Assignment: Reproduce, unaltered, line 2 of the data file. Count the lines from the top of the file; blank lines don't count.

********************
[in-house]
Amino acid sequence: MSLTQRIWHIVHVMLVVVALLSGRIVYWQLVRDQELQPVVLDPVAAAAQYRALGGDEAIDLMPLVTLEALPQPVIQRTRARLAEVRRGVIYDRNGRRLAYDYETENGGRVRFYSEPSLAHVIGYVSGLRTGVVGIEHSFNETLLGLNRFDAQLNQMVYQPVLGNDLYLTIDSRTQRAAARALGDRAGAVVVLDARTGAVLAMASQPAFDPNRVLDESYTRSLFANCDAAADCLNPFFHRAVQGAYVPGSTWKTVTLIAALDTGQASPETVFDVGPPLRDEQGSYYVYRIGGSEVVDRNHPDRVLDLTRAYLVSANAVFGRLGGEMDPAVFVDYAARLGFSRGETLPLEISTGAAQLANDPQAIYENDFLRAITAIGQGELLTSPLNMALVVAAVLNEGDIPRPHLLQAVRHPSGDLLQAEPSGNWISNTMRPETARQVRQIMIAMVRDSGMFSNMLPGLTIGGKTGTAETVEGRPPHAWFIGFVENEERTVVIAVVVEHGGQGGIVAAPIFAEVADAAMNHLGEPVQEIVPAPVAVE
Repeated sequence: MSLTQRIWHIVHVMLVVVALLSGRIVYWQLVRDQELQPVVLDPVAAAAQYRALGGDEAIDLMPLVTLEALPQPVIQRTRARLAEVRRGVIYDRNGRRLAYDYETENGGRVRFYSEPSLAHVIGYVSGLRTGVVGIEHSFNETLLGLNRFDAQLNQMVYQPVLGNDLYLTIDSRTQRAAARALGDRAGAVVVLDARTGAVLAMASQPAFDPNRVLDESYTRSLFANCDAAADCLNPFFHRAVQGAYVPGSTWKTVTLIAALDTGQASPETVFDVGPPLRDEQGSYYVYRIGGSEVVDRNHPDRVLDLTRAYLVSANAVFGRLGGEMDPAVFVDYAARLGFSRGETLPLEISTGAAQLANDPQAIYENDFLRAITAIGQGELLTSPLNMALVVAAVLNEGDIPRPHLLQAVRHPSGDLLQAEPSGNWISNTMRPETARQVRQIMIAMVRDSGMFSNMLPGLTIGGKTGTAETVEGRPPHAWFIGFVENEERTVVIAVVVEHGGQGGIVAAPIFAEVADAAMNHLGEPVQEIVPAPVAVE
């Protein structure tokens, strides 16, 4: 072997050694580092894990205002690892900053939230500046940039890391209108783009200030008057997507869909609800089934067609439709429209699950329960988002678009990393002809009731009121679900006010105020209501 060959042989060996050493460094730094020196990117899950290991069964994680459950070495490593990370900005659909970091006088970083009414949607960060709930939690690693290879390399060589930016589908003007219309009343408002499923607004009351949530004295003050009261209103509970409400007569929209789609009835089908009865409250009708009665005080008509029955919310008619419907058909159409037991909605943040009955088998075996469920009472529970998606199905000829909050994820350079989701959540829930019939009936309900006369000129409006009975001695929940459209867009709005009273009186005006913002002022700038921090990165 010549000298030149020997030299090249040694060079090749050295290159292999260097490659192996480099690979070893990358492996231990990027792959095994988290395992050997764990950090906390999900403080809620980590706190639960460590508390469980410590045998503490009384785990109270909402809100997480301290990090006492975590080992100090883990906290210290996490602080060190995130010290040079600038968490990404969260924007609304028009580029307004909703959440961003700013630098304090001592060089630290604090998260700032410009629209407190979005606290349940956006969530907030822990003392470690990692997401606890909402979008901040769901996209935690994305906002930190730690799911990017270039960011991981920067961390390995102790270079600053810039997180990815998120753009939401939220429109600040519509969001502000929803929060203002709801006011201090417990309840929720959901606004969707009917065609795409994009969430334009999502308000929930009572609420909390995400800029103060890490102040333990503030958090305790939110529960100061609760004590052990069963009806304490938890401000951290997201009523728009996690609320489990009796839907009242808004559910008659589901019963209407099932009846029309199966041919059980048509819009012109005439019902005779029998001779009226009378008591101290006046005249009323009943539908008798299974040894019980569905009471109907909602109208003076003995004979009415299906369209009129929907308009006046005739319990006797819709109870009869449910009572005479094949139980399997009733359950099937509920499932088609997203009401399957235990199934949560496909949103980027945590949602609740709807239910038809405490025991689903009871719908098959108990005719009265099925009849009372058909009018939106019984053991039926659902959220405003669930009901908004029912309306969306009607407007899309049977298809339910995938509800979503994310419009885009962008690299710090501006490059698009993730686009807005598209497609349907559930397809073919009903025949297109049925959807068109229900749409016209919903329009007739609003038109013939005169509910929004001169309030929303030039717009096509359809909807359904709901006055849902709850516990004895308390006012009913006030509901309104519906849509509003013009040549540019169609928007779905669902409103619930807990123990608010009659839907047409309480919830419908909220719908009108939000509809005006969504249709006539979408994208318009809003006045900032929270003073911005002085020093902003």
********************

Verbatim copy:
Amino acid sequence: MSLTQRIWHIVHVMLVVVALLSGRIVYWQLVRDQELQPVVLDPVAAAAQYRALGGDEAIDLMPLVTLEALPQPVIQRTRARLAEVRRGVIYDRNGRRLAYDYETENGGRVRFYSEPSLAHVIGYVSGLRTGVVGIEHSFNETLLGLNRFDAQLNQMVYQPVLGNDLYLTIDSRTQRAAARALGDRAGAVVVLDARTGAVLAMASQPAFDPNRVLDESYTRSLFANCDAAADCLNPFFHRAVQGAYVPGSTWKTVTLIAALDTGQASPETVFDVGPPLRDEQGSYYVYRIGGSEVVDRNHPDRVLDLTRAYLVSANAVFGRLGGEMDPAVFVDYAARLGFSRGETLPLEISTGAAQLANDPQAIYENDFLRAITAIGQGELLTSPLNMALVVAAVLNEGDIPRPHLLQAVRHPSGDLLQAEPSGNWISNTMRPETARQVRQIMIAMVRDSGMFSNMLPGLTIGGKTGTAETVEGRPPHAWFIGFVENEERTVVIAVVVEHGGQGGIVAAPIFAEVADAAMNHLGEPVQEIVPAPVAVE